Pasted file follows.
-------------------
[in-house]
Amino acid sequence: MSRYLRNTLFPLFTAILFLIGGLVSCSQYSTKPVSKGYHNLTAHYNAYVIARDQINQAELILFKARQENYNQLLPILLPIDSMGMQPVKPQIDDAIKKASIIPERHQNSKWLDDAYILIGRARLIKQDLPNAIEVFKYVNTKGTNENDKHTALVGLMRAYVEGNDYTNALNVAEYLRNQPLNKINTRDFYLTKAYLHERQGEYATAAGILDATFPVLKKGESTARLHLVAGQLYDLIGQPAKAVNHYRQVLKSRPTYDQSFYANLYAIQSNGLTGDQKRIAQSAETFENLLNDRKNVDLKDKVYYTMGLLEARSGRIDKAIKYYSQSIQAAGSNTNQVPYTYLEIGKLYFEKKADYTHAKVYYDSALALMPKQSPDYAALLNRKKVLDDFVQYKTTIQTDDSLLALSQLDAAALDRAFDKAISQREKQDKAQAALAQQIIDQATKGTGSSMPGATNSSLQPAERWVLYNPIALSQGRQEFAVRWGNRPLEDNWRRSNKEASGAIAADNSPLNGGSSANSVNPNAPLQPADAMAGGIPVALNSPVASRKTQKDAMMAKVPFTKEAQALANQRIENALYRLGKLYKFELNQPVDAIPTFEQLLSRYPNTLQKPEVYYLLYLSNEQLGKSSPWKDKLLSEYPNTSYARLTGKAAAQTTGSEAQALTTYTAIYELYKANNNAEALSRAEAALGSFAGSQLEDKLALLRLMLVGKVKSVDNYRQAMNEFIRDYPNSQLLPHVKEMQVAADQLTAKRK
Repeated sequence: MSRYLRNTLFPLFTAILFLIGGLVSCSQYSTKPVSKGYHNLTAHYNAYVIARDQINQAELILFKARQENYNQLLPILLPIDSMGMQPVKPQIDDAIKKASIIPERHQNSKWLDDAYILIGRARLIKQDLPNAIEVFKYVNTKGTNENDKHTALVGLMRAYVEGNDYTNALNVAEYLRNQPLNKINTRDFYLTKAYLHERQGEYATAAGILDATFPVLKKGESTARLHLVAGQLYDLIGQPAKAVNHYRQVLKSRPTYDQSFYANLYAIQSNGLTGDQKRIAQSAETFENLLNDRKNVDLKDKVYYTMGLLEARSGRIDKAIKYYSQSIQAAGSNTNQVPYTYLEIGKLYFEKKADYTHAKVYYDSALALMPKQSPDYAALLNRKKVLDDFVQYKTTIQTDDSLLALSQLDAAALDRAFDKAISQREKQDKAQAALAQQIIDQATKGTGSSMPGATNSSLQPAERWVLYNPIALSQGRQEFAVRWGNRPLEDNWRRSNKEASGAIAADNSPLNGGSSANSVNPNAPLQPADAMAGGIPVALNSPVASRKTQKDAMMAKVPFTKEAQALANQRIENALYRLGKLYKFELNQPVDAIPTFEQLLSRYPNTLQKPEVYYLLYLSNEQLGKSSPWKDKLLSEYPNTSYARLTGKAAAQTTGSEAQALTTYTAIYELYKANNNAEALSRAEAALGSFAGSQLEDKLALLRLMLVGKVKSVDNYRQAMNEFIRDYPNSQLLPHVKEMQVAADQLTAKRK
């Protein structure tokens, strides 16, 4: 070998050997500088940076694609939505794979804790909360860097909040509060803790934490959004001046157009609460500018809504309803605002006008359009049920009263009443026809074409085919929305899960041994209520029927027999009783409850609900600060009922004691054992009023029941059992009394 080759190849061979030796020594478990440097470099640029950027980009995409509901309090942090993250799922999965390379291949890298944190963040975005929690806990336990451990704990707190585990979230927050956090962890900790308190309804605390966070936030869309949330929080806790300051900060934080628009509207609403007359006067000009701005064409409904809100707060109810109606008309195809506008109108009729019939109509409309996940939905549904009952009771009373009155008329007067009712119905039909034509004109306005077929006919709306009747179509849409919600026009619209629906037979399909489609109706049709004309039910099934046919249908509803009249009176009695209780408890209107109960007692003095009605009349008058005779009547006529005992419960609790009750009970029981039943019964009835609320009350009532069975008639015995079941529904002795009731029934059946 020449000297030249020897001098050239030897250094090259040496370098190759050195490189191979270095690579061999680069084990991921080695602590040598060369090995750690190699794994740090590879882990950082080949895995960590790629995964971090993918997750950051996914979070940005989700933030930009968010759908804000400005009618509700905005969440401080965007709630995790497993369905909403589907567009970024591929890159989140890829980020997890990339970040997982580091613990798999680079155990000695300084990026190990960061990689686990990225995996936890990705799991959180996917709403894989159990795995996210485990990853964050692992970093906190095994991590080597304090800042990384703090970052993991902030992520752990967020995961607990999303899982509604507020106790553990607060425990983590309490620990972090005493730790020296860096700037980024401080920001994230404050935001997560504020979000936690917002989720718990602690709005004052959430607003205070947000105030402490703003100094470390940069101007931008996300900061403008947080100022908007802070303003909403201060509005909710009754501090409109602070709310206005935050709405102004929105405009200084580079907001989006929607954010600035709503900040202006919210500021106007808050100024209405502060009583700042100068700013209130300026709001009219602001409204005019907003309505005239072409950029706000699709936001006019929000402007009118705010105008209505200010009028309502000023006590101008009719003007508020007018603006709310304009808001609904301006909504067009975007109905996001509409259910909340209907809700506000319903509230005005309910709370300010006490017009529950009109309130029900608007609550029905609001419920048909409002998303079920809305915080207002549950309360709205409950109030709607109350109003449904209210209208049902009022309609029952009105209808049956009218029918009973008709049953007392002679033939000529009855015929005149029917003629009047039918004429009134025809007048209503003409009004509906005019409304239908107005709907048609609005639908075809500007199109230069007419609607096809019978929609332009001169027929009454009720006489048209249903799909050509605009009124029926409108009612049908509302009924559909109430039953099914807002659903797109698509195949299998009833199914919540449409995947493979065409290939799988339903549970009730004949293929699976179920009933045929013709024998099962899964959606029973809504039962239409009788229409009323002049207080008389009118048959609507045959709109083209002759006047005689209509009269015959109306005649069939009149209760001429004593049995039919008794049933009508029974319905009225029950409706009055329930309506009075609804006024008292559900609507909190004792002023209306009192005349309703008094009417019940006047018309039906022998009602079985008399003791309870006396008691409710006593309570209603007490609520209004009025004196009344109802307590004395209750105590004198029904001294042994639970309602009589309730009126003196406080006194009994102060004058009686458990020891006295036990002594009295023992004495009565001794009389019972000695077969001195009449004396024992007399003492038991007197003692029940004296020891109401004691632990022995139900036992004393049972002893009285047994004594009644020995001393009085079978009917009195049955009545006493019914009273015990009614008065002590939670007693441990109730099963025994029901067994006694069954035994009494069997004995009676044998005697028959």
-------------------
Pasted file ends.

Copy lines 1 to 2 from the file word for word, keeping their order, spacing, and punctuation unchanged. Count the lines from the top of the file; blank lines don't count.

[in-house]
Amino acid sequence: MSRYLRNTLFPLFTAILFLIGGLVSCSQYSTKPVSKGYHNLTAHYNAYVIARDQINQAELILFKARQENYNQLLPILLPIDSMGMQPVKPQIDDAIKKASIIPERHQNSKWLDDAYILIGRARLIKQDLPNAIEVFKYVNTKGTNENDKHTALVGLMRAYVEGNDYTNALNVAEYLRNQPLNKINTRDFYLTKAYLHERQGEYATAAGILDATFPVLKKGESTARLHLVAGQLYDLIGQPAKAVNHYRQVLKSRPTYDQSFYANLYAIQSNGLTGDQKRIAQSAETFENLLNDRKNVDLKDKVYYTMGLLEARSGRIDKAIKYYSQSIQAAGSNTNQVPYTYLEIGKLYFEKKADYTHAKVYYDSALALMPKQSPDYAALLNRKKVLDDFVQYKTTIQTDDSLLALSQLDAAALDRAFDKAISQREKQDKAQAALAQQIIDQATKGTGSSMPGATNSSLQPAERWVLYNPIALSQGRQEFAVRWGNRPLEDNWRRSNKEASGAIAADNSPLNGGSSANSVNPNAPLQPADAMAGGIPVALNSPVASRKTQKDAMMAKVPFTKEAQALANQRIENALYRLGKLYKFELNQPVDAIPTFEQLLSRYPNTLQKPEVYYLLYLSNEQLGKSSPWKDKLLSEYPNTSYARLTGKAAAQTTGSEAQALTTYTAIYELYKANNNAEALSRAEAALGSFAGSQLEDKLALLRLMLVGKVKSVDNYRQAMNEFIRDYPNSQLLPHVKEMQVAADQLTAKRK